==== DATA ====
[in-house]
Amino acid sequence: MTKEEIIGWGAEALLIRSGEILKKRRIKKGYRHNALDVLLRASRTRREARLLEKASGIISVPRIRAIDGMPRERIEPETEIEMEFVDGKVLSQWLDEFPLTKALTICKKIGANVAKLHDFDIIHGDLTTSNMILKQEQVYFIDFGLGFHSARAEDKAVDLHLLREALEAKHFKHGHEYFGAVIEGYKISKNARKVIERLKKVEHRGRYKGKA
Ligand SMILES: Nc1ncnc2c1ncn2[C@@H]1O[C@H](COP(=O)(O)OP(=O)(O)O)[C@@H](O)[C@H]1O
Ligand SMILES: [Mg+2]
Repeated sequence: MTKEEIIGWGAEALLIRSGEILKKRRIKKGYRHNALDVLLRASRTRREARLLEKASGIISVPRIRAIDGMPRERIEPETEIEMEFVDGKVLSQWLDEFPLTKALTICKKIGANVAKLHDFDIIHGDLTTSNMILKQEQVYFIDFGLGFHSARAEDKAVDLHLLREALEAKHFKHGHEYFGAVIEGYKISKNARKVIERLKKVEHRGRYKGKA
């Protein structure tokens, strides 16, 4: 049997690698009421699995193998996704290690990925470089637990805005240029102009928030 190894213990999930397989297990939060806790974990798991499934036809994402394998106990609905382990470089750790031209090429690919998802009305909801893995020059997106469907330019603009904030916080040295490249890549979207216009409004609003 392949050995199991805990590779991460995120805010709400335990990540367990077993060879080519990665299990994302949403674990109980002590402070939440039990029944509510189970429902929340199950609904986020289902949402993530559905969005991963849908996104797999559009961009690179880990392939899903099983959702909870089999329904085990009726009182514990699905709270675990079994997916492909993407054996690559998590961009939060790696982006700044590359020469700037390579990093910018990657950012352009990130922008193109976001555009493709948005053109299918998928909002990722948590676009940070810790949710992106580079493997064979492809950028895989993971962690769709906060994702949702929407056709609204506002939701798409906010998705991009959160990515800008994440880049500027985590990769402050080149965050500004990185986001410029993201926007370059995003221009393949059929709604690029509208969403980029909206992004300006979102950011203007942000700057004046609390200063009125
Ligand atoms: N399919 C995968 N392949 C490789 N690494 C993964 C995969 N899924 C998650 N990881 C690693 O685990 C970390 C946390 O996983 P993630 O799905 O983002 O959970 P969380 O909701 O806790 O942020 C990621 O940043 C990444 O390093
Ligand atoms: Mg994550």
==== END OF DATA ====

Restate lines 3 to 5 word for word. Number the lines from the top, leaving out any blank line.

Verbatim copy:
Ligand SMILES: Nc1ncnc2c1ncn2[C@@H]1O[C@H](COP(=O)(O)OP(=O)(O)O)[C@@H](O)[C@H]1O
Ligand SMILES: [Mg+2]
Repeated sequence: MTKEEIIGWGAEALLIRSGEILKKRRIKKGYRHNALDVLLRASRTRREARLLEKASGIISVPRIRAIDGMPRERIEPETEIEMEFVDGKVLSQWLDEFPLTKALTICKKIGANVAKLHDFDIIHGDLTTSNMILKQEQVYFIDFGLGFHSARAEDKAVDLHLLREALEAKHFKHGHEYFGAVIEGYKISKNARKVIERLKKVEHRGRYKGKA